Binder Syndrome: Prenatal Diagnosis, Management, and Prognosis

Fig. 12.1
(a, b) Sagittal 2D ultrasound views of the fetal profile show severe midfacial hypoplasia. Note the almost absent nose and severe depression of the midface. Moderate polyhydramnios was also present


Fig. 12.2
(a, b) Three-dimensional surface-rendering ultrasound view of the fetal face show the characteristic features associated with the Binder phenotype


Fig. 12.3
Photograph of the neonate (with permission from the parents)

12.3 Prenatal Diagnosis

Binder syndrome has rarely been diagnosed during the prenatal period. Cook et al. [15] described a case diagnosed at 21 weeks of gestation during the routine second-trimester scan. 2D ultrasound identified nasal hypoplasia with reduced nasofrontal angle and mild hypertelorism. The karyotype was normal (46,XY). After discussion with geneticists, the leading differential diagnosis was Binder syndrome. After counseling, the parents decided to terminate the pregnancy and postmortem examination confirmed the facial dysmorphism, flat midface, mild hypertelorism, atresia of the right choanus, and stenosis of the left choanus. In this case, the suspicion of Binder syndrome was based on the flat nose as the primary abnormality, in contrast to other syndromes that usually are associated with multiple other malformations.

Cuillier et al. [16] described a case of Binder syndrome at 24 weeks of gestation. The routine second-trimester ultrasound demonstrated nasal hypoplasia with reduced naso-frontal angle. 3D ultrasound in rendering mode enhanced visualization of the abnormal facies. The karyotype was normal (46,XX). After discussion with geneticists and neonatologists, the main diagnostic hypothesis was Binder syndrome. The parents decided to continue the pregnancy and delivery occurred at 37 weeks of gestation. The neonatal exam confirmed the prenatal ultrasound findings.

In the largest case series of prenatal diagnosis of Binder syndrome, Levaillant et al. [11] described eight fetuses with Binder syndrome characteristics using both 2D and 3D ultrasound. The gestational age at diagnosis ranged from 22 to 31 weeks. All fetuses presented with verticalized nasal bones and abnormal convexity of the maxilla, consistent with the Binder profile appearance. Association with chondrodysplasia punctata was noted in five cases and one case was associated with exposure to warfarin in the first trimester of pregnancy.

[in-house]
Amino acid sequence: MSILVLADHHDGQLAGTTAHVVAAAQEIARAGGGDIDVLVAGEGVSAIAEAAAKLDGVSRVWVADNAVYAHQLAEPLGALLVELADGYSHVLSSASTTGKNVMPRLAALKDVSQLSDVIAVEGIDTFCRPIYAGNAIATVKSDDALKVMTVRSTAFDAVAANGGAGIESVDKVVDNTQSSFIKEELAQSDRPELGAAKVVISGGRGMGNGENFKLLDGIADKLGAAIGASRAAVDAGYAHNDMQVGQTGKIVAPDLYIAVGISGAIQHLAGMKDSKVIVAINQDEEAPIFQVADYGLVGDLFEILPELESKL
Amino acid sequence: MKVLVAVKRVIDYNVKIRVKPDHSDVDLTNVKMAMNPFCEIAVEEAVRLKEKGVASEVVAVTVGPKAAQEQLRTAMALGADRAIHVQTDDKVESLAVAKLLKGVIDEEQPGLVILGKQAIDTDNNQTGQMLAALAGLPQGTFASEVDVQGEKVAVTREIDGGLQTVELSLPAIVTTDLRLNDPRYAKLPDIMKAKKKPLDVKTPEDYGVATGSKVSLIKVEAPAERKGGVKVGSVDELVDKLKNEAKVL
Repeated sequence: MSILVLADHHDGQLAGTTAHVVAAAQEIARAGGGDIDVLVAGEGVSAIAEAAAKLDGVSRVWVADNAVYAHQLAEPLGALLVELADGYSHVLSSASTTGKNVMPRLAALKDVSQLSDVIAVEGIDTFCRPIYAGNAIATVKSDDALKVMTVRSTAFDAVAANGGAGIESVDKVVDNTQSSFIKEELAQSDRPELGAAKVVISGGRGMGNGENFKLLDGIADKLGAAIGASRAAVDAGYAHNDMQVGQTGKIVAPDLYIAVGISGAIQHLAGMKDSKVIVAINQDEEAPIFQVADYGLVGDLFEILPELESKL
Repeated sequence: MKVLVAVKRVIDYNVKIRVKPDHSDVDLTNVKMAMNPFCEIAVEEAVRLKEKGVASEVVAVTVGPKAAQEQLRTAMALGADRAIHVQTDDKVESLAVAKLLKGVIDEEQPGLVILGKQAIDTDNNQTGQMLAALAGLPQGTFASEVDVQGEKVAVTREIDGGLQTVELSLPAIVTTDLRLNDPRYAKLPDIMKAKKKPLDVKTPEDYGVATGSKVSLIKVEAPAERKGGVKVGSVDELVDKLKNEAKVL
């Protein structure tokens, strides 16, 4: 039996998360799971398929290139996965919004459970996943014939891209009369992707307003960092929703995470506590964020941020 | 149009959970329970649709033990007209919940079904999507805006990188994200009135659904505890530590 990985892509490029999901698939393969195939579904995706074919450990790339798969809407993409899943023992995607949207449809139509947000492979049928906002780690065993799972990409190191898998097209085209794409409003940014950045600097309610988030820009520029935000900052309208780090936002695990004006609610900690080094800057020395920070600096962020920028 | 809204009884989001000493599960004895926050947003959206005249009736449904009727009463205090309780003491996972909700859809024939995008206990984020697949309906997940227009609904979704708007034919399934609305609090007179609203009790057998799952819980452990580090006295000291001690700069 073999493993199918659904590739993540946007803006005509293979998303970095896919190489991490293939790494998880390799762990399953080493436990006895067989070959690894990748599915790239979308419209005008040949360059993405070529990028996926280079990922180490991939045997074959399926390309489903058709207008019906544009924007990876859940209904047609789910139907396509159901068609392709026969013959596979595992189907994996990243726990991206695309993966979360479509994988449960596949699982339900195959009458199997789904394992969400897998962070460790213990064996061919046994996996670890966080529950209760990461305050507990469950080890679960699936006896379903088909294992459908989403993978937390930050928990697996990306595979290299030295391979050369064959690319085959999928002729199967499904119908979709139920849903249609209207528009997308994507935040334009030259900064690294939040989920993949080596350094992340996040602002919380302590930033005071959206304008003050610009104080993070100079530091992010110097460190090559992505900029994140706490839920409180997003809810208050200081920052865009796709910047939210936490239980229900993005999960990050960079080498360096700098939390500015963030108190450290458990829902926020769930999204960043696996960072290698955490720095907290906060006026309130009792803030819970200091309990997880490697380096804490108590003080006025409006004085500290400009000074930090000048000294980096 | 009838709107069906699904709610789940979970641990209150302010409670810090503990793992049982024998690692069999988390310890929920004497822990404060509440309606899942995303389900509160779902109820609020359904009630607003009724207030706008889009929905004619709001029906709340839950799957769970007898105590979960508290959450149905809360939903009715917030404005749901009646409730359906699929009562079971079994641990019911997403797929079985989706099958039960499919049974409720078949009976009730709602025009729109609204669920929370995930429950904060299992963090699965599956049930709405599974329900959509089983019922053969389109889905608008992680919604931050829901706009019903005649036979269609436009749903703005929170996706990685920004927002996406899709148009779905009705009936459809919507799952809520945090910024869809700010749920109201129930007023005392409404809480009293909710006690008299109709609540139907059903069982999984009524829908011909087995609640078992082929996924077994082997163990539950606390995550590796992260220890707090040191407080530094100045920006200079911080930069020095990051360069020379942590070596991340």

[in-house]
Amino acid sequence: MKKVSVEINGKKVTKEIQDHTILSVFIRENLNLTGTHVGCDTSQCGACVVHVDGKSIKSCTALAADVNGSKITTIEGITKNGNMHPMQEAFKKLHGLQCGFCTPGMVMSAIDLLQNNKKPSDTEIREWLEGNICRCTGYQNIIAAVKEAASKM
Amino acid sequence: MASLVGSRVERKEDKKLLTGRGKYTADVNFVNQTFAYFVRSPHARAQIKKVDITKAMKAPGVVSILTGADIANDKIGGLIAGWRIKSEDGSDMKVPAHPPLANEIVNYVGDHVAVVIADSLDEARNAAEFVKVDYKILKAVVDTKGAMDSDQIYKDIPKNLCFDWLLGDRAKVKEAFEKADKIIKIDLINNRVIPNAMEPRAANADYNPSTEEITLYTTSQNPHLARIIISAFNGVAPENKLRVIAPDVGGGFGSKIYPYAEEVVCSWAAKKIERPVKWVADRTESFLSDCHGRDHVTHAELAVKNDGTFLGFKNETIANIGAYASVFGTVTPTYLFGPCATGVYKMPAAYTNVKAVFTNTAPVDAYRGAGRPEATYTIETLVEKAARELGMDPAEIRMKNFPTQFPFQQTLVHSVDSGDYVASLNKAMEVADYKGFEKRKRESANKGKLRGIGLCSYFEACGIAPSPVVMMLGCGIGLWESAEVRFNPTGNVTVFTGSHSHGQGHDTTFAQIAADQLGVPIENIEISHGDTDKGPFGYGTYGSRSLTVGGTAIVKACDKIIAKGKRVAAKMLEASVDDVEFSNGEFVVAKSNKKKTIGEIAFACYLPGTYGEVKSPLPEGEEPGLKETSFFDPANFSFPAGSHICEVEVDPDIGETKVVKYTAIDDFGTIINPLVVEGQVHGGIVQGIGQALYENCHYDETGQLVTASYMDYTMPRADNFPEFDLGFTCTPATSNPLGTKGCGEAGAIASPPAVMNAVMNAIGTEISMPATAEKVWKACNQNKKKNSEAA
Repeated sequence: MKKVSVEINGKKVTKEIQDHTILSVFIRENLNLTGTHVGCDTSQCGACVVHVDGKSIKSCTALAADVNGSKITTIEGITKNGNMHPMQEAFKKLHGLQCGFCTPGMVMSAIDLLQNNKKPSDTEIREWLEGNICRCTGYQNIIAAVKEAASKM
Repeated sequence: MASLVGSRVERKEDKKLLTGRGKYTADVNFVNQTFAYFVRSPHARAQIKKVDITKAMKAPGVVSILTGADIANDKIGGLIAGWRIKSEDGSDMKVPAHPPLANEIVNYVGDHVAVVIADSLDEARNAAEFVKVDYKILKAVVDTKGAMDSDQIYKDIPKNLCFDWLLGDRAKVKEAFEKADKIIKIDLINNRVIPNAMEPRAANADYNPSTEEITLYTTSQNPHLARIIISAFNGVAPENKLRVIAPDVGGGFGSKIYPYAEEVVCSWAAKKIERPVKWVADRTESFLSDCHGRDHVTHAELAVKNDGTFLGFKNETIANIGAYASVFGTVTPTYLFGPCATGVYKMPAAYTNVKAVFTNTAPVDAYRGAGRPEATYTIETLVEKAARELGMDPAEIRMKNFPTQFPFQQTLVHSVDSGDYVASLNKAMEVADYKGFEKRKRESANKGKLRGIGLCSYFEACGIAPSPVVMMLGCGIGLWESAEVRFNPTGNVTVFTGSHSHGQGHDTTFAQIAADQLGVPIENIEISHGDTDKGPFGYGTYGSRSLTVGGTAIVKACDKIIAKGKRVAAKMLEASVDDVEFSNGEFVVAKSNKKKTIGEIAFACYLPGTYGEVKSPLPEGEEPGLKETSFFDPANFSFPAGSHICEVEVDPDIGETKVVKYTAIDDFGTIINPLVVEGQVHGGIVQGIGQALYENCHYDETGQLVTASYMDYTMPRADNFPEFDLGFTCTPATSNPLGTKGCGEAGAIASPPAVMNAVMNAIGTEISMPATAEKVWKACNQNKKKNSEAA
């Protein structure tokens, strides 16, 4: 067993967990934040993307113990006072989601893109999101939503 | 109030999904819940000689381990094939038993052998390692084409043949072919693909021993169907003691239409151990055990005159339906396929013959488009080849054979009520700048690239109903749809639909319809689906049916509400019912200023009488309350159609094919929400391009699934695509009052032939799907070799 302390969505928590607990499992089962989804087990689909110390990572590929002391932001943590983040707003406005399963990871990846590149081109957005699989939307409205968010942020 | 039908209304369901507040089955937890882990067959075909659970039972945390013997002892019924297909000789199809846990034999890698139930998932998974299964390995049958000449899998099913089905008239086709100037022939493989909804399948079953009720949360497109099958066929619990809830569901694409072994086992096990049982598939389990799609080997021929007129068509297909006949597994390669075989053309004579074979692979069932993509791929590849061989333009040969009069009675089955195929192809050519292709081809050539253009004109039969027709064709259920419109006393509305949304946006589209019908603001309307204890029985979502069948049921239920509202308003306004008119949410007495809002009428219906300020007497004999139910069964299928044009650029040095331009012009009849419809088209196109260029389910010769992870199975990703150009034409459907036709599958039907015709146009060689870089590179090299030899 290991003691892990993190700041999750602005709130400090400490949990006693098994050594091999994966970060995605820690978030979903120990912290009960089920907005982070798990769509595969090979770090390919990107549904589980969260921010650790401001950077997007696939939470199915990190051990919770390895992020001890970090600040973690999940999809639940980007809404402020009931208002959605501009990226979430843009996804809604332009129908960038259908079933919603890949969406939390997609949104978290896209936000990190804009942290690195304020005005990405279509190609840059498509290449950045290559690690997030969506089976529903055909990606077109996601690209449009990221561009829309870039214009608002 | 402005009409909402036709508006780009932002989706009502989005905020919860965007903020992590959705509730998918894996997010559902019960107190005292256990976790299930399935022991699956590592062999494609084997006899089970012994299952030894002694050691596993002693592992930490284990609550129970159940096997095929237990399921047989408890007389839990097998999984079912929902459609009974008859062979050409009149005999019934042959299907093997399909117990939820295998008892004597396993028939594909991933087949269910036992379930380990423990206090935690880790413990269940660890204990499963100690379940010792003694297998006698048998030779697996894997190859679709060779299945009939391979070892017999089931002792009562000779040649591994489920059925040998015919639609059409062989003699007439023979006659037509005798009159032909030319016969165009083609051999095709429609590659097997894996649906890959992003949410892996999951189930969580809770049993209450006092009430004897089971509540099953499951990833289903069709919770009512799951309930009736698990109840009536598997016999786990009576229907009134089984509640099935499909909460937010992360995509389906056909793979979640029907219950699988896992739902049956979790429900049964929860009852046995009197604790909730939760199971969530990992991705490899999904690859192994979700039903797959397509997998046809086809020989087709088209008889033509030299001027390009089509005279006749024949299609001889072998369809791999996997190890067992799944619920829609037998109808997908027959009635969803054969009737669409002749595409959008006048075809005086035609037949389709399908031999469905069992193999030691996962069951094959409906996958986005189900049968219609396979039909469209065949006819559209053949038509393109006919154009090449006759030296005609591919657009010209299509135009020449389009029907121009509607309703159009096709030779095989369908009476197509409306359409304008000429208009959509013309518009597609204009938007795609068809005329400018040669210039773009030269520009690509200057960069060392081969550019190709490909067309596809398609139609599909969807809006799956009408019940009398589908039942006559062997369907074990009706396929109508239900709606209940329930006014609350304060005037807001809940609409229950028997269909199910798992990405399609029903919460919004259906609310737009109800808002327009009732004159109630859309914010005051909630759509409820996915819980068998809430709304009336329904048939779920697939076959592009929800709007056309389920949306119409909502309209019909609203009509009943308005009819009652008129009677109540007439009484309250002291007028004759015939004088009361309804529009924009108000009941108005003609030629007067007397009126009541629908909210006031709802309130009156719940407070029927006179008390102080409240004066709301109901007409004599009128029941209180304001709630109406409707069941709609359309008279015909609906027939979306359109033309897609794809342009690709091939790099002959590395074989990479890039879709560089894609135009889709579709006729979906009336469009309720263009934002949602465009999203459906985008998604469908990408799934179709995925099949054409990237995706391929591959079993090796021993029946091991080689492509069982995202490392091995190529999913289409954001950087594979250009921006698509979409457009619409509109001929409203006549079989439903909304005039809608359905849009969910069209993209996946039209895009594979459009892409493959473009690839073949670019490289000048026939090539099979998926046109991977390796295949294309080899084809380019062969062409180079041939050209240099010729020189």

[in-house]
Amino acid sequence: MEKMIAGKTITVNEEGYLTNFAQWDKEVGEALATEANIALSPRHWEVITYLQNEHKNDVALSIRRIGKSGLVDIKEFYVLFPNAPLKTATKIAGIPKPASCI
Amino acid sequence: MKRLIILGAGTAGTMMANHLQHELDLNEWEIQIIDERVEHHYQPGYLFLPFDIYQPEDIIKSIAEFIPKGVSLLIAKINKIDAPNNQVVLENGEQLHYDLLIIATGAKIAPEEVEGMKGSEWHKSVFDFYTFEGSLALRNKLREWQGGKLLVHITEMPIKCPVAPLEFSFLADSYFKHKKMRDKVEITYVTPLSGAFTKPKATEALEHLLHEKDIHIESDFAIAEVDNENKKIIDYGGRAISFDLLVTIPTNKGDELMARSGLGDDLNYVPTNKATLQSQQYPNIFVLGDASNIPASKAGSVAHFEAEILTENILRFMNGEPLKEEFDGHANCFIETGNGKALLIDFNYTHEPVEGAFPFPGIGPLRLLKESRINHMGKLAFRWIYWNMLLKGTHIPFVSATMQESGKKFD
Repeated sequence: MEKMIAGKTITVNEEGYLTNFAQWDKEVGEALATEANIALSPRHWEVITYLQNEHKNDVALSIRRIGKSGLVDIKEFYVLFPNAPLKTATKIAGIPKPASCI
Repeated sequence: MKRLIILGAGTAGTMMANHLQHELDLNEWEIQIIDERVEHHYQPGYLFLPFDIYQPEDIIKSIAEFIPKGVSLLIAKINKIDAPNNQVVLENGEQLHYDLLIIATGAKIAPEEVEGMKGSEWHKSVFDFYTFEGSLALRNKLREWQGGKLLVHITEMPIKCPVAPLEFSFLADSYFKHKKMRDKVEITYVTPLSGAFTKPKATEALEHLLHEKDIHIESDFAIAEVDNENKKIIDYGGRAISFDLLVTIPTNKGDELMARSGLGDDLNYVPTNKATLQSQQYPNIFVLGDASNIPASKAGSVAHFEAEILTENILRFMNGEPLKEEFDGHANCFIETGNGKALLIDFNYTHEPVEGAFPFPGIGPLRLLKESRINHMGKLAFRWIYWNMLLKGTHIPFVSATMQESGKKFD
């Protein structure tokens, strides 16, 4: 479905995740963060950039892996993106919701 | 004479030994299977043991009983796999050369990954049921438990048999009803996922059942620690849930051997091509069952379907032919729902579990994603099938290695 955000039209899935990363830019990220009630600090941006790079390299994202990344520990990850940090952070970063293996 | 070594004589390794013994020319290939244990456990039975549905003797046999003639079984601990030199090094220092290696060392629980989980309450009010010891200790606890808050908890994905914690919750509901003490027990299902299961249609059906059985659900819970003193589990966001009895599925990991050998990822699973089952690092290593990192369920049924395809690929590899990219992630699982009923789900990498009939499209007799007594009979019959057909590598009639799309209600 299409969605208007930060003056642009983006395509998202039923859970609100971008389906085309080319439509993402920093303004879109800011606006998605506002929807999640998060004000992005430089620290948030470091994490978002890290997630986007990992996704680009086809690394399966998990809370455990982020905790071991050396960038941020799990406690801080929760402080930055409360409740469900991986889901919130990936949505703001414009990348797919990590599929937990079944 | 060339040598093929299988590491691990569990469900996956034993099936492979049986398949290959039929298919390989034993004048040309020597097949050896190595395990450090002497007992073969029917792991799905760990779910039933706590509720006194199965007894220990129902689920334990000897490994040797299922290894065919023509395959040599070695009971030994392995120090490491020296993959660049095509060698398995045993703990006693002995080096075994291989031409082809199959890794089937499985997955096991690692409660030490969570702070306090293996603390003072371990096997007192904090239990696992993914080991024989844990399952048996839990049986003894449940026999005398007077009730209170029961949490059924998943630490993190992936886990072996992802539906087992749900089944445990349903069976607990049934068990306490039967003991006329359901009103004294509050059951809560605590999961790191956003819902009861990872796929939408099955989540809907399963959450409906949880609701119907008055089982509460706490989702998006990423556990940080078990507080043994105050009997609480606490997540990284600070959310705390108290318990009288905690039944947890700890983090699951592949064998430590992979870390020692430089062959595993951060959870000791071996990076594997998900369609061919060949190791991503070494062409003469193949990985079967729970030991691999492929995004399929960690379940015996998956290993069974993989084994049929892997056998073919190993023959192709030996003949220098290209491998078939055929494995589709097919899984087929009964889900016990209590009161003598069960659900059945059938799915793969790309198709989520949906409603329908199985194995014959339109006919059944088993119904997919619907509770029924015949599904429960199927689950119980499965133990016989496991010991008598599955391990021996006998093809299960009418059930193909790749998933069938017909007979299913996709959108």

As mentioned above, some authors consider Binder syndrome as a phenotype of chondrodysplasia punctata. Benaicha et al. [17] described a case of the prenatal diagnosis of chondrodysplasia punctata at 30 weeks of gestation that presented with flat nasal bridge and polyhydramnios with Binder profile. The karyotype was normal (46,XY). Furthermore, the ultrasound exam showed stippling of the vertebrae, coccyx, proximal femora, and tarsal and carpal bones with triangular hypoplastic tufts suggestive of brachytelephalangic type. The postnatal radiographic exams confirmed the prenatal diagnosis. Brachytelephalangic chondrodysplasia punctata is an X-linked inherited form and is caused by mutations in the arylsulfatase E gene and usually has a more favorable prognosis because psychomotor development is normal.